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Thursday, December 3, 2009

さようなら Saitō-san

It took a while to come about, but the news is far from unexpected:

"Japan's top envoy to Taiwan, Masaki Saitō 斉藤正樹, resigned as director of the Interchange Association 財団法人交流会, Tōkyō's 東京 de facto embassy in T'aipei 台北, association officials said Tuesday. Saitō quit for 'personal reasons,' the officials said on condition of anonymity. They did not elaborate. Saitō's resignation comes amid a tiff with Taiwanese President Ma Ying-jeou 馬英九, who has been reluctant to meet with Saitō or allow him to meet with senior administration officials for some eight months over a comment the envoy made earlier this year. On May 1, Saitō angered the Ma administration by referring to Taiwan's status in the international community as 'unresolved' in remarks at a Taiwanese academic symposium. The administration insists that the Republic of China 中華民國, as Taiwan is officially called, is a sovereign entity. Heavyweights in Ma's ruling Nationalist Party 中國國民黨 have been calling for Saitō's recall since the remark, for which Saitō and the Foreign Ministry 外務省 in Tōkyō have apologized. Besides virtually freezing out Saitō from high-level contacts, Taiwan has been tough with Japan under Ma's leadership. Shortly after Ma took office last year, Taiwan's then prime minister even threatened war with Japan over a collision between a Taiwanese fishing boat and a Japan Coast Guard 海上保安庁 vessel in disputed waters claimed by the two sides but controlled by Japan."

It was bad enough that Saitō had to endure a lot of unjustified and just plain vile abuse from KMT hotheads, but the Ma administration's petulant refusal to meet with him was hardly becoming of a government of a supposedly sovereign state. Virtually all neutral observers would agree with Saitō's interpretation of Taiwan's status in regards to the 1952 Treaty of San Francisco, and as the above article states, the envoy apologized, claiming the remarks were only his personal opinion. The proper thing to have done would have been to accept the apology, and then move to put bilateral relations back on an even keel. But when it comes to Japan, the Ma administration has been anything but steady in its approach (kudos to the Kyōdō News 共同通信社 for putting the lie to Ma's claims that the relationship is doing fine).

The answer as to why the Ma administration over-reacted to Saitō's observation of the obvious perhaps lies in the English translation of the KMT's name - the Chinese Nationalist Party. The KMT took over a Taiwan that, after 50 years of Japanese rule, was far more prosperous than any province in China, with a population that had adopted a lot of Japanese customs. It must have been an affront to the Nationalists, who had suffered greatly at the hands of the Japanese military in the Second Sino-Japanese War. The KMT's solution was to strip Taiwan of much of its industrial capacity (before having to change tack with its defeat in the Chinese Civil War 國共內戰), and to eliminate a good portion of Taiwan's Japanese-educated professional class during the 228 Incident 二二八事件, followed by intensive efforts to inculcate the local population into believing that they were not only Chinese, but were burdened with the responsibilities of preserving the glories of Chinese culture and tradition from the dangerous, radical Communists on the mainland. But despite the decades of relentless propaganda, the party has never been able to eradicate the influences that Japan's period of rule had on the development of Taiwanese (as opposed to Chinese) culture. Many of the older generation harbored positive memories of that era, perceiving the Japanese to have been much more efficient and less corrupt than the KMT, while the younger generation has enthusiastically embraced Japan's modern-day popular culture in the form of animation, fashion, music and so on. Japanese products are widespread and highly regarded (unlike goods made in China!), Japanese is second only to English in the study of foreign languages, and Japan is the most popular overseas destination for Taiwanese tourists (not counting Hong Kong). All this presents a formidable obstacle to a government that is trying to lay the groundwork for an eventual "reunification" with the Chinese "motherland".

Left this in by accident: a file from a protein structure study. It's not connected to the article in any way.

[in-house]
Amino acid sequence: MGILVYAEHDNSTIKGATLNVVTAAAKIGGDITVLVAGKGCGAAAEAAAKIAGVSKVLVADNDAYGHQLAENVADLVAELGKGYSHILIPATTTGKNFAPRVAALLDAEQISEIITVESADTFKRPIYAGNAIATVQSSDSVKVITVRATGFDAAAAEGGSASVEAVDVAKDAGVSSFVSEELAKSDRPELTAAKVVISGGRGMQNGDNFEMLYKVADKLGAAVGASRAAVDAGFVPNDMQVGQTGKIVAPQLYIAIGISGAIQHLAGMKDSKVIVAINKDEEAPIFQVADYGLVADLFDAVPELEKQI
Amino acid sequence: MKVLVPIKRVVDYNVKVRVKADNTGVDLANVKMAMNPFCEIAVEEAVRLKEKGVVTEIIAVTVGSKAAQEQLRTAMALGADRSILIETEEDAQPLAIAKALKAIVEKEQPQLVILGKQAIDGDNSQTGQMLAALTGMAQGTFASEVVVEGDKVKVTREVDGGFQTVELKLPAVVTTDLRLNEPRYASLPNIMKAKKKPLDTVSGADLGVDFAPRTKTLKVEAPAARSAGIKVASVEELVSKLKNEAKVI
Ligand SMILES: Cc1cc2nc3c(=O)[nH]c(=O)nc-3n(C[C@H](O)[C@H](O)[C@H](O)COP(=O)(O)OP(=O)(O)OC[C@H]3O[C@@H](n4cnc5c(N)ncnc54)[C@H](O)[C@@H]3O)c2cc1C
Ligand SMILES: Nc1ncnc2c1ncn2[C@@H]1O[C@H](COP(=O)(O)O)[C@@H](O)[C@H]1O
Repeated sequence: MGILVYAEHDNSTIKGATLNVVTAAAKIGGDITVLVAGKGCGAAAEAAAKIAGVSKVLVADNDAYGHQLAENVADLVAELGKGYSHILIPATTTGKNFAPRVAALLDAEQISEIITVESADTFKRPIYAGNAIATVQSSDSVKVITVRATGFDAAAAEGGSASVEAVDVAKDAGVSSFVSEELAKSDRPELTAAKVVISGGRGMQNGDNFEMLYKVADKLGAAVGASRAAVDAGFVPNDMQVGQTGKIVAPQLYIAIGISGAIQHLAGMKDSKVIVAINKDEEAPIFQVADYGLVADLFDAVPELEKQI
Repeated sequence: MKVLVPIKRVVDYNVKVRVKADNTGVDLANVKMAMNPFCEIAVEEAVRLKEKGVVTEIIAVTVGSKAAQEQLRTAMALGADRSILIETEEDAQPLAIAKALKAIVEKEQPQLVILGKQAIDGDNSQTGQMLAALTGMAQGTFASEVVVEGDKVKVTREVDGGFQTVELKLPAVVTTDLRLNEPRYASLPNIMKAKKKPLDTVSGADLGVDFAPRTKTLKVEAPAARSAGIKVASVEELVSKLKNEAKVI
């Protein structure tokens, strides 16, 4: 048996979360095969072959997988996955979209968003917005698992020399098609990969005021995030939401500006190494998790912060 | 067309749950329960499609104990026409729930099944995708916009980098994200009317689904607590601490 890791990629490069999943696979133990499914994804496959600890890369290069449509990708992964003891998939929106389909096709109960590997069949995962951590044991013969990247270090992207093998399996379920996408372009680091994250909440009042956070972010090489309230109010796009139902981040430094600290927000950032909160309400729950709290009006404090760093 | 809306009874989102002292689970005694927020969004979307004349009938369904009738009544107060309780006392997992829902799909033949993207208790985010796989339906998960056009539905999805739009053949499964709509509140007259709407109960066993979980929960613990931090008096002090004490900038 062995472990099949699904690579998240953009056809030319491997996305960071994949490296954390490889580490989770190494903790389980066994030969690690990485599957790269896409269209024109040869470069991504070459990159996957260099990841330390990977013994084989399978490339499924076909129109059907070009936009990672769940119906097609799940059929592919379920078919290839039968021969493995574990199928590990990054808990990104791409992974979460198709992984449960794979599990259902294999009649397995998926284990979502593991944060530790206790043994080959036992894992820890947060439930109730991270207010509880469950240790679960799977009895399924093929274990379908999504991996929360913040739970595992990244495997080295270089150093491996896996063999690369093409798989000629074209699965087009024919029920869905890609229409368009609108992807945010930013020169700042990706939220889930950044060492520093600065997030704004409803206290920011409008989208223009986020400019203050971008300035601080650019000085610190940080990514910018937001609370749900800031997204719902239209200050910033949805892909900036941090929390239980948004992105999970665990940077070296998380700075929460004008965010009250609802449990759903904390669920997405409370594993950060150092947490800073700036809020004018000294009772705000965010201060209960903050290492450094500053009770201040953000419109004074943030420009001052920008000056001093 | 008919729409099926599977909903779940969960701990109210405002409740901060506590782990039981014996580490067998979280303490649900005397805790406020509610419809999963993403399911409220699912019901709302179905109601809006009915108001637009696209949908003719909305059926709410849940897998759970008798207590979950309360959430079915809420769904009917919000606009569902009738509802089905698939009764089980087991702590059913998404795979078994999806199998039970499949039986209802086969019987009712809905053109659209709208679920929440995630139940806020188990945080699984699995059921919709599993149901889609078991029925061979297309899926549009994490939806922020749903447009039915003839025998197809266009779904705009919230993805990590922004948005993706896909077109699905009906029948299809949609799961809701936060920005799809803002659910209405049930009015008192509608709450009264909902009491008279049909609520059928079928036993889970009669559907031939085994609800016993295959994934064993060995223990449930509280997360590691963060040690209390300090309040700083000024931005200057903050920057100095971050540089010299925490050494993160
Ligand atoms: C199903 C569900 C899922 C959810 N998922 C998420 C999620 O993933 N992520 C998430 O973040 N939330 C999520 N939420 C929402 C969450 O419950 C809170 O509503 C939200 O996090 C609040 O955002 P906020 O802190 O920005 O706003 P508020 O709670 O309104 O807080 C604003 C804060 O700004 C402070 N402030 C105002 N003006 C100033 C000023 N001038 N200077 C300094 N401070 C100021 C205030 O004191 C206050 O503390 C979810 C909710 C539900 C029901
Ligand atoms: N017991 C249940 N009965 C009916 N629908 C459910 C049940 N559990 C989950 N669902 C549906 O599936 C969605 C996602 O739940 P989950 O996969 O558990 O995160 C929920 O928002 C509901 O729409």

The solution, therefore, has been to let the relationship deteriorate, while denying that such a thing has been happening, of course. Celebrating the achievements of long-dead hydraulic engineers is not a substitute for cordial relations based on mutual respect. Policymakers in Tōkyō were far more leery of Ma's election victory last year than their counterparts in the United States. With his administration's shabby treatment of Saitō, among other things, it appears their fears are far from being allayed, no matter how many soothing words are spoken by Yoichi Hatta's 八田與一 greatest admirer.

For the Taipei Times' take on why the Ma and the KMT have allowed all this to happen, follow this link:

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